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NBA Draft Lottery Should Never Reward Losing

The NBA needs a comprehensive strategy to remove all incentive for teams to lose games, writes Buddy Grizzard.

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Updated 10 months ago on
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At the 2014 NBA Board of Governors meeting, an NBA Draft Lottery reform proposal was defeated after receiving only 17 of the 23 votes needed to pass. NBA commissioner Adam Silver bemoaned the “corrosive perception” that “tanking” — losing games on purpose — was the quickest path to improvement for teams, with the Philadelphia 76er’s “process” as a prime example.

According to NBA.com, the defeated proposal had two goals, only one of which seemed designed to reduce the perception that the lottery system rewards losing.

“The reform proposal presented by the league’s competition committee would have drastically reduced the worst team’s odds of winning the lottery while also increasing the chances that the teams with the best record in the lottery field would jump up to the top of the board.”

So, in essence, the league’s proposal would have made it less likely that the team with the fewest wins would get a top three pick, while increasing the odds that a team that barely missed the playoffs would jump into the top three. The competition committee apparently felt that Cleveland’s “instant rebuild,” made possible by winning the top overall pick in three out of four drafts from 2011 to 2014, was a scenario that should be repeated. The Cavaliers won the lottery in 2011 despite only a 2.8 percent chance of moving up, won in 2013 with the league’s third-worst record, and improbably won again in 2014 despite only a 1.7 percent chance.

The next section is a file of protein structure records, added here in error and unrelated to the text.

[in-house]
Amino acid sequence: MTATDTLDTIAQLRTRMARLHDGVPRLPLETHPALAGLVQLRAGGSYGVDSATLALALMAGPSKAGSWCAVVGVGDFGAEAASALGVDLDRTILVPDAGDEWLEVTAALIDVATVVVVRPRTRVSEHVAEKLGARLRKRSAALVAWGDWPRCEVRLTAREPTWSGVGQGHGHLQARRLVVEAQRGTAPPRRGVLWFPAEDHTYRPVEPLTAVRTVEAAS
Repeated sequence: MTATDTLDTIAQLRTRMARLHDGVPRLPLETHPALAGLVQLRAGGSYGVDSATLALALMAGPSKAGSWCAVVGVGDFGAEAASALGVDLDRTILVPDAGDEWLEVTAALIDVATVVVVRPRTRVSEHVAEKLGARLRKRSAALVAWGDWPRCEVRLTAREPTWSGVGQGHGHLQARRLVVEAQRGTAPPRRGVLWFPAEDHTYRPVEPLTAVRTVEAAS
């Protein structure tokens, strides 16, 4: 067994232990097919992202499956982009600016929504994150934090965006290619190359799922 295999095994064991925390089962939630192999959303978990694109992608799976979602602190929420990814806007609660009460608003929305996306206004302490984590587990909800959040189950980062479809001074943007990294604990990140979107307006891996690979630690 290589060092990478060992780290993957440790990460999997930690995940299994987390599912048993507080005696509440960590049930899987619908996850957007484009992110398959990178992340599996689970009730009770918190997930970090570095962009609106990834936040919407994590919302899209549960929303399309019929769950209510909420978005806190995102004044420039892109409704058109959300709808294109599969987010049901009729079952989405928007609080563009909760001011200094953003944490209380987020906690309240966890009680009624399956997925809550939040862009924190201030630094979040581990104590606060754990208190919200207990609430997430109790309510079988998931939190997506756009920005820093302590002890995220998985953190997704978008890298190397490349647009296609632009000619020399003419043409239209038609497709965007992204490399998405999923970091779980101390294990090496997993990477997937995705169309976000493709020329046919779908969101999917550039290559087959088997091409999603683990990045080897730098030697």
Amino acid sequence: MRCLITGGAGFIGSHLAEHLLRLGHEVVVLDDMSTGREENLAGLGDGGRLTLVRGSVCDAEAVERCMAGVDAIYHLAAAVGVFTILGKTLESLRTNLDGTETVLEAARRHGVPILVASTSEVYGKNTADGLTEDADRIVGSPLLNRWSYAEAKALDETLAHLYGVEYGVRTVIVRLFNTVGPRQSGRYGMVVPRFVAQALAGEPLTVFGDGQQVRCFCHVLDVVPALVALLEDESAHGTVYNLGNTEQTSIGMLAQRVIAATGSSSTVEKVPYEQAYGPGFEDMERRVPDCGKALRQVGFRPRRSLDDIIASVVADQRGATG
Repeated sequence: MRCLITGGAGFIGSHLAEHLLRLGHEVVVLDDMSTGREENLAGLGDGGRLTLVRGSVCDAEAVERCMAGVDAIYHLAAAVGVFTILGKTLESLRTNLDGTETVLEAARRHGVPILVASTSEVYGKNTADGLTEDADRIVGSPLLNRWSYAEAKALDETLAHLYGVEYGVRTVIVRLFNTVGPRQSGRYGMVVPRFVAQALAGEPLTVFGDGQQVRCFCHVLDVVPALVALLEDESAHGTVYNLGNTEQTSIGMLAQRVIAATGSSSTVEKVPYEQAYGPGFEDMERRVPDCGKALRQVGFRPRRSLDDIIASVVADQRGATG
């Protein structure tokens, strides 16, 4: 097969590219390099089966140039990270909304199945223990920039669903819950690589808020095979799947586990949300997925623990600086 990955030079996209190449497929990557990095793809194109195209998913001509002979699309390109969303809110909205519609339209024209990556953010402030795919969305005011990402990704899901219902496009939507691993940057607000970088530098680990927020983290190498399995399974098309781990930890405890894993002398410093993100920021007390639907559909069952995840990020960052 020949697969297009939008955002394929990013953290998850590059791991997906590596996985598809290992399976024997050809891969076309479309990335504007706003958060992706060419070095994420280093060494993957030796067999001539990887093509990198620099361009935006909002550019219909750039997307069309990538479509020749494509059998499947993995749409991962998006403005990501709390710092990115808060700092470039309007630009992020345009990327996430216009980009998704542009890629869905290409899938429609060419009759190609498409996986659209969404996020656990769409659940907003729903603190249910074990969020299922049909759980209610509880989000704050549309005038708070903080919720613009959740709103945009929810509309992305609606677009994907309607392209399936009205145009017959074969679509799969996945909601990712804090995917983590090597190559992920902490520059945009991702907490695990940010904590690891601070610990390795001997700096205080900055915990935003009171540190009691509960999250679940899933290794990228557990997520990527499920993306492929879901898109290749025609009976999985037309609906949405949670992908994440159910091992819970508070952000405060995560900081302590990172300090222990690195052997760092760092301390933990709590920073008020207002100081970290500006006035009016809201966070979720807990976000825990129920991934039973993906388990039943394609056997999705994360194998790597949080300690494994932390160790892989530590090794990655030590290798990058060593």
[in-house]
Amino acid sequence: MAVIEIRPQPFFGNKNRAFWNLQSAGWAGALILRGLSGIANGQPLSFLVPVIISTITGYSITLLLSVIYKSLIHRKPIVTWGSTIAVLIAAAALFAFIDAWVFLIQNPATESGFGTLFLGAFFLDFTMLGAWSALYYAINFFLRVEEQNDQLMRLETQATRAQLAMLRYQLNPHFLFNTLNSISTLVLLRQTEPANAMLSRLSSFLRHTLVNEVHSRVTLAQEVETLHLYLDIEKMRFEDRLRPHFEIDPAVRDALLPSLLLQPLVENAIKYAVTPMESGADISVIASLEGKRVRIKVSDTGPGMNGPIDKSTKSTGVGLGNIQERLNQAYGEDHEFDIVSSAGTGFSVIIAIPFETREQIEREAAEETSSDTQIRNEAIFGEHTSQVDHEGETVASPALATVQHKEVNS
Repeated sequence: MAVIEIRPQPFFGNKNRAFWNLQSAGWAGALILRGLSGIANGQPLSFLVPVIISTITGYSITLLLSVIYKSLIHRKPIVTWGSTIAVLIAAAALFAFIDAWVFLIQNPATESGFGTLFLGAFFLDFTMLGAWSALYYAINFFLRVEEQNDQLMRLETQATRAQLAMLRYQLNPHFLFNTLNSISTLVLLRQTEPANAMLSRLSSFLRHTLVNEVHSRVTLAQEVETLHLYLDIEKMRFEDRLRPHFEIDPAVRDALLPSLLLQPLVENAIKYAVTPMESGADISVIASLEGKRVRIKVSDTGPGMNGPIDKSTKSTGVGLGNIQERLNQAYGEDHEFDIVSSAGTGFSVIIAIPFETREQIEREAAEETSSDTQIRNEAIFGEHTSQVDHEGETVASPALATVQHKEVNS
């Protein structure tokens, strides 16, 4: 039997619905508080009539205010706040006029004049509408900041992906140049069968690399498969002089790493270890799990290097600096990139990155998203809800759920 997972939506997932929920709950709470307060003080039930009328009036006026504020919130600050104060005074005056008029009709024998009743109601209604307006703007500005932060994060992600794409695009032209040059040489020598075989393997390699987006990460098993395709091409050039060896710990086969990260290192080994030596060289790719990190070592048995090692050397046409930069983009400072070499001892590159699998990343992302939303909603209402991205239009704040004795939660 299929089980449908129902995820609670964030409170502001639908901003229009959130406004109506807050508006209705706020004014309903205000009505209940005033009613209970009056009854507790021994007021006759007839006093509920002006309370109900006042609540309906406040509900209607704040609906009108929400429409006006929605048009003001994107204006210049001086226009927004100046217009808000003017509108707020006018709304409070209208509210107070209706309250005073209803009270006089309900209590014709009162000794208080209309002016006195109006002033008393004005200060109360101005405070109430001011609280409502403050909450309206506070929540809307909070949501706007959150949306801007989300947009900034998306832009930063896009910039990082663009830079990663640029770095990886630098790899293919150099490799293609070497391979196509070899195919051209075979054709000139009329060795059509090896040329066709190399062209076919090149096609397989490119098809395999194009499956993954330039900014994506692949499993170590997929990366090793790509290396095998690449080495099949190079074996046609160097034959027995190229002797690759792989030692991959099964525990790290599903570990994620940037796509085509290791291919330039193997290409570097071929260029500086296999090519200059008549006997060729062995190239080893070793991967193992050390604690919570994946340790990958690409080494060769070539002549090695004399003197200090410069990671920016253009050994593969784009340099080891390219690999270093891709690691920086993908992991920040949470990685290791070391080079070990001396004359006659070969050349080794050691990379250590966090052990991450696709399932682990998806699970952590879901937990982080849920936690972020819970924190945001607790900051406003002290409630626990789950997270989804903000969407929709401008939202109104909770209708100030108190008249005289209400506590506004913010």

The proposal’s defeat was a strong indicator that the league’s owners on average were less eager to see that scenario happen again. While evening the odds among the league’s worst teams would certainly discourage teams from bottoming out for the sake of draft position, increasing the odds for a fringe playoff team to move into the draft’s top three might encourage a team to tank out of an unfavorable playoff seed to play the lottery instead.

In 2014, the Phoenix Suns missed the playoffs with a 48-34 record in the West while the Atlanta Hawks made the playoffs in the East with a 38-44 record. For missing the playoffs, the Suns got a lottery pick while a Hawks team with 10 fewer wins picked after them. That same year, Curtis Harris made a compelling argument on ESPN.com that rewarding near-50-win teams like the Suns with a higher draft pick contributed to the long-term weakening of the Eastern Conference compared to the West.